Materials and Methods
Samples were collected in accordance with Brazilian environmental protection legislation (collection permission MMA/IBAMA/SISBIO - number 3245), and the procedures for sampling, maintenance and analysis of the samples were performed in compliance with the Brazilian College of Animal Experimentation (COBEA) and was approved (protocol 405) by the BIOSCIENCE INSTITUTE/UNESP ETHICS COMMITTEE ON USE OF ANIMALS (CEUA).
Origin of samples and karyotypic analysis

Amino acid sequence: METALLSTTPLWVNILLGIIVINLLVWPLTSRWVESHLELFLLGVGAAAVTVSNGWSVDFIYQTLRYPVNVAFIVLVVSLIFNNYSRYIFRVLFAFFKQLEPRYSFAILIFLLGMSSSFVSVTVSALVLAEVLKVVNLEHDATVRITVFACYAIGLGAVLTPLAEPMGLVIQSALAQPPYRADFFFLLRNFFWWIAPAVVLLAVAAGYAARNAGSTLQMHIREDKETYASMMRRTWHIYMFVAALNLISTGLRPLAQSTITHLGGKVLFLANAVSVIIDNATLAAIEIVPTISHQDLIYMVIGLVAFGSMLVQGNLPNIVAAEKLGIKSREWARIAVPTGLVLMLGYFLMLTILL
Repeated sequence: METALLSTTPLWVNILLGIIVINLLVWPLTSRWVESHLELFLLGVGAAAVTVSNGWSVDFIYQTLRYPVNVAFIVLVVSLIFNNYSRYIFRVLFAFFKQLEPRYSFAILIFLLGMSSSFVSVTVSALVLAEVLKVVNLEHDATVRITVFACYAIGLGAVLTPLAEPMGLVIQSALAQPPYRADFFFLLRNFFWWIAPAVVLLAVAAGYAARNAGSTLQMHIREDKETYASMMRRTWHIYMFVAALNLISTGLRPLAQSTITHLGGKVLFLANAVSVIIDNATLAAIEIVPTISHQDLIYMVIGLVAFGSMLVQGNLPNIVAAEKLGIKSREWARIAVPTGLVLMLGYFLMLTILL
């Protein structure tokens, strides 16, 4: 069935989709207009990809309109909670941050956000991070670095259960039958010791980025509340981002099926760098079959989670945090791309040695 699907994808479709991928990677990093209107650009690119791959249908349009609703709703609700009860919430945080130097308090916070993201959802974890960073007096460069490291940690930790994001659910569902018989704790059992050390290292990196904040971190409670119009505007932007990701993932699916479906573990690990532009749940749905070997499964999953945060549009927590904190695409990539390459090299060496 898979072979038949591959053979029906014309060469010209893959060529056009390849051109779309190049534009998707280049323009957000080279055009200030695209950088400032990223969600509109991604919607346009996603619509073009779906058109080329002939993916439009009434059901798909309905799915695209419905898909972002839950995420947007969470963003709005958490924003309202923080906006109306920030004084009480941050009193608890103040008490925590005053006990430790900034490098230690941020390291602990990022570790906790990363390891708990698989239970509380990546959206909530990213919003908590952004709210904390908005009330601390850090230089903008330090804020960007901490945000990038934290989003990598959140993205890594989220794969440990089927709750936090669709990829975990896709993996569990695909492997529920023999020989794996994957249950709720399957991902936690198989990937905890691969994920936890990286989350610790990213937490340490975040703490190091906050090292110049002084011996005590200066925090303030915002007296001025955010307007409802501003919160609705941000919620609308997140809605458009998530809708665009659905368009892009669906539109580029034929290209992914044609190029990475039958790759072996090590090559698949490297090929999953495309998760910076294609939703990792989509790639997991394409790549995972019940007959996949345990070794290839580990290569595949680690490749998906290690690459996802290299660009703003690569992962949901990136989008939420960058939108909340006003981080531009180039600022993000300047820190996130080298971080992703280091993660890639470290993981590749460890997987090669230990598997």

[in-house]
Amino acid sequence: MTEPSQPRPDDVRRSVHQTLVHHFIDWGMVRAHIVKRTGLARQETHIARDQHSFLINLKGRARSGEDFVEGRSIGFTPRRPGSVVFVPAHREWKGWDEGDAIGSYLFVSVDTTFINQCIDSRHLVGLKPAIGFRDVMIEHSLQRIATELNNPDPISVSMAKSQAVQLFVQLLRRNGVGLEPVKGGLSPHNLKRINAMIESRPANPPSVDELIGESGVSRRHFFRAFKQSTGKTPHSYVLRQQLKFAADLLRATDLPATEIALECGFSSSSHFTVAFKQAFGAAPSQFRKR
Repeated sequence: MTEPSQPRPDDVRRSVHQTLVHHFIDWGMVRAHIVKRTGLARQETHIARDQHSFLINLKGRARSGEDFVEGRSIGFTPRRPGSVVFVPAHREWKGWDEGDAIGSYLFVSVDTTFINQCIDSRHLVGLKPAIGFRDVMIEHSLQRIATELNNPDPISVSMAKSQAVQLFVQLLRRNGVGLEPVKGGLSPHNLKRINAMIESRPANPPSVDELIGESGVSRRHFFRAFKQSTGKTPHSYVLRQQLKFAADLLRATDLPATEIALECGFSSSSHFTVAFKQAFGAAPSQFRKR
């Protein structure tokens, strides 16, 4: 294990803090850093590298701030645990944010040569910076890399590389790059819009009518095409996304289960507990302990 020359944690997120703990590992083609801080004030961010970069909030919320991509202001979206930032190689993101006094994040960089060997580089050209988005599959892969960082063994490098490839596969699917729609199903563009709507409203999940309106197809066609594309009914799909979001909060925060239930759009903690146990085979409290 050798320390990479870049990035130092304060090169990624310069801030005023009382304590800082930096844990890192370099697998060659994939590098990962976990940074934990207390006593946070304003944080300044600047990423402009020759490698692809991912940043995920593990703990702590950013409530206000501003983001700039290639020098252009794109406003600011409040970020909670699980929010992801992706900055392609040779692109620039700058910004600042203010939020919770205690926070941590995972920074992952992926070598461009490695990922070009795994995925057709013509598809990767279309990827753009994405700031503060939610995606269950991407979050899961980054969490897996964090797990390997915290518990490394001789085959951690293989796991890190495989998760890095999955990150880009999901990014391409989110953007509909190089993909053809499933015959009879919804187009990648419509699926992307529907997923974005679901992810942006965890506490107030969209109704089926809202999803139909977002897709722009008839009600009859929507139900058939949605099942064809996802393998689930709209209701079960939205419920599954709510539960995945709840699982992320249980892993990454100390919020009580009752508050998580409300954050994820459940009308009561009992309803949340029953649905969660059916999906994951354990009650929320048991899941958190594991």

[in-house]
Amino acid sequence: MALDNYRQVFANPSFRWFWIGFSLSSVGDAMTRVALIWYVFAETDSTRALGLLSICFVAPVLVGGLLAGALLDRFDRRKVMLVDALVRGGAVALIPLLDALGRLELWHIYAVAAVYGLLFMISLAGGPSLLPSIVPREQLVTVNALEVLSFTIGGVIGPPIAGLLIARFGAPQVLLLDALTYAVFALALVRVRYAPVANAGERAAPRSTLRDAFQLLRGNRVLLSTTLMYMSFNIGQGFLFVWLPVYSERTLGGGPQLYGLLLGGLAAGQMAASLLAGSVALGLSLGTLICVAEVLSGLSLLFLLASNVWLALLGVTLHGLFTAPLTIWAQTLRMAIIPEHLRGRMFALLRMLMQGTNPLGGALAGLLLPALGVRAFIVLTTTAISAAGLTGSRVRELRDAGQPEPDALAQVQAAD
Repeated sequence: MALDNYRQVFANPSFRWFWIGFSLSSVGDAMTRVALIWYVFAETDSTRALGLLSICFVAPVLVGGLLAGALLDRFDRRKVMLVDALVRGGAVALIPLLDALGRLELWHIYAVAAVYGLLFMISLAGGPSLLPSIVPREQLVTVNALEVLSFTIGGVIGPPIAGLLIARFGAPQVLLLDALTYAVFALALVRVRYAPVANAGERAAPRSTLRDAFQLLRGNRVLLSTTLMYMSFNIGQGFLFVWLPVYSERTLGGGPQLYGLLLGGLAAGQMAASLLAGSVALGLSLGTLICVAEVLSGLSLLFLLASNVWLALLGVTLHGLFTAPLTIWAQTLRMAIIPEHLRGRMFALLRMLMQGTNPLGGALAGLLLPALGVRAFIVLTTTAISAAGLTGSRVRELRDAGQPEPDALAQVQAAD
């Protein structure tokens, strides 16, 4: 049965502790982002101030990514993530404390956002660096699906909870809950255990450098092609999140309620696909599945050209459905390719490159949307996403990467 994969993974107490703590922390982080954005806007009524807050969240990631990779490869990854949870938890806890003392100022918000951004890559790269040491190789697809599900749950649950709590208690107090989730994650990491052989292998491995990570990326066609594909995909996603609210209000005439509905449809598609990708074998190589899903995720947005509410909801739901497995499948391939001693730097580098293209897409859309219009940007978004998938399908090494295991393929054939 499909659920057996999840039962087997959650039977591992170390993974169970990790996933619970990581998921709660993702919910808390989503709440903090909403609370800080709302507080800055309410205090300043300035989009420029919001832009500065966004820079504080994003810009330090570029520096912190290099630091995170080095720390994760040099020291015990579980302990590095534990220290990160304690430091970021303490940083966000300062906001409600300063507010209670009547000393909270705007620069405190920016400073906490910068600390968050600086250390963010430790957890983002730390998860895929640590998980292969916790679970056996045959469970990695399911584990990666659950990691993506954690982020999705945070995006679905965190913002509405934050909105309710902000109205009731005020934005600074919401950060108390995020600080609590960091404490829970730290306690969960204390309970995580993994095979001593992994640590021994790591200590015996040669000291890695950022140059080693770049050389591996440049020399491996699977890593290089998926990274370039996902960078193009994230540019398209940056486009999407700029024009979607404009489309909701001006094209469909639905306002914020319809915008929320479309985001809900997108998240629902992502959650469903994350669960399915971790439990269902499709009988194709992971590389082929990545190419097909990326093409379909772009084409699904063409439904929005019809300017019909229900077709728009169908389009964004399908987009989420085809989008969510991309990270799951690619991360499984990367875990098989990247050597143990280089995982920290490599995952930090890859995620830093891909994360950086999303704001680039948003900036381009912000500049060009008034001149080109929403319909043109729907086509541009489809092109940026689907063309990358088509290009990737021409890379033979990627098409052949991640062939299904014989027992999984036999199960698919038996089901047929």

We randomly collected 50 individuals (18 males and 32 females) of the fish species Astyanax paranae Eigenmann, 1914  and some individuals without B chromosomes of A. bockmanni, A. fasciatus and A. altiparanae, in the Capivara River belonging to the Tietê River basin (22°53′57′′S/48°23′11′′W), close to Botucatu (São Paulo, Brazil). The specimens were identified and deposited in the fish collection of the Laboratório de Biologia e Genética de Peixes de Botucatu, São Paulo, Brazil, under the numbers LBP13340 (A. paranae), LBP13342 (A. bockmanni), LBP13344 (A. fasciatus) and LBP13346 (A. altiparanae). To perform cytogenetic analyses, the specimens were anesthetised and dissected, and the mitotic chromosomes were obtained from kidney tissue and gills using the technique described in Foresti et al. . C-banding was performed following the protocol described by Sumner , and the nucleolar organiser regions (NORs) were identified according to Howell and Black . Chromosome morphology was determined according to the criterion established by Levan et al. , and thus, the morphology was classified as metacentric (m), submetacentric (sm), subtelocentric (st), and acrocentric (a) and was arranged in the karyotype in a decreasing size order.